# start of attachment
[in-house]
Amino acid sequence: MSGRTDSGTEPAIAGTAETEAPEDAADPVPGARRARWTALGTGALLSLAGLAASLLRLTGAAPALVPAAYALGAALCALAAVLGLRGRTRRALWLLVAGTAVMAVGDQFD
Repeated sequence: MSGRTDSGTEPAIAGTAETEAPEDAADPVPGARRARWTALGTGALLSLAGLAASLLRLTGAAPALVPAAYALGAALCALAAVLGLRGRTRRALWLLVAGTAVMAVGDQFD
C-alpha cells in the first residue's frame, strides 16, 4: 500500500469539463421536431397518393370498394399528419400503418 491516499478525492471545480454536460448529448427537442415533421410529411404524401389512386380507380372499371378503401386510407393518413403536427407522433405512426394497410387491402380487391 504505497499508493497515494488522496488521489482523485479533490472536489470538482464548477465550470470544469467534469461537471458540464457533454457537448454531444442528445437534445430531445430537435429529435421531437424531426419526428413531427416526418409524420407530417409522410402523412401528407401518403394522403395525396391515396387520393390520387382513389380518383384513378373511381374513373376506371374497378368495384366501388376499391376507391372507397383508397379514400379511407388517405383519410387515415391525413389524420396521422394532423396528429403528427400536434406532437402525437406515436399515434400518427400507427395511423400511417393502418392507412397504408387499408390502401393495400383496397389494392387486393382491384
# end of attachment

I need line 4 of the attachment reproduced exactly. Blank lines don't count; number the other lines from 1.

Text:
C-alpha cells in the first residue's frame, strides 16, 4: 500500500469539463421536431397518393370498394399528419400503418 491516499478525492471545480454536460448529448427537442415533421410529411404524401389512386380507380372499371378503401386510407393518413403536427407522433405512426394497410387491402380487391 504505497499508493497515494488522496488521489482523485479533490472536489470538482464548477465550470470544469467534469461537471458540464457533454457537448454531444442528445437534445430531445430537435429529435421531437424531426419526428413531427416526418409524420407530417409522410402523412401528407401518403394522403395525396391515396387520393390520387382513389380518383384513378373511381374513373376506371374497378368495384366501388376499391376507391372507397383508397379514400379511407388517405383519410387515415391525413389524420396521422394532423396528429403528427400536434406532437402525437406515436399515434400518427400507427395511423400511417393502418392507412397504408387499408390502401393495400383496397389494392387486393382491384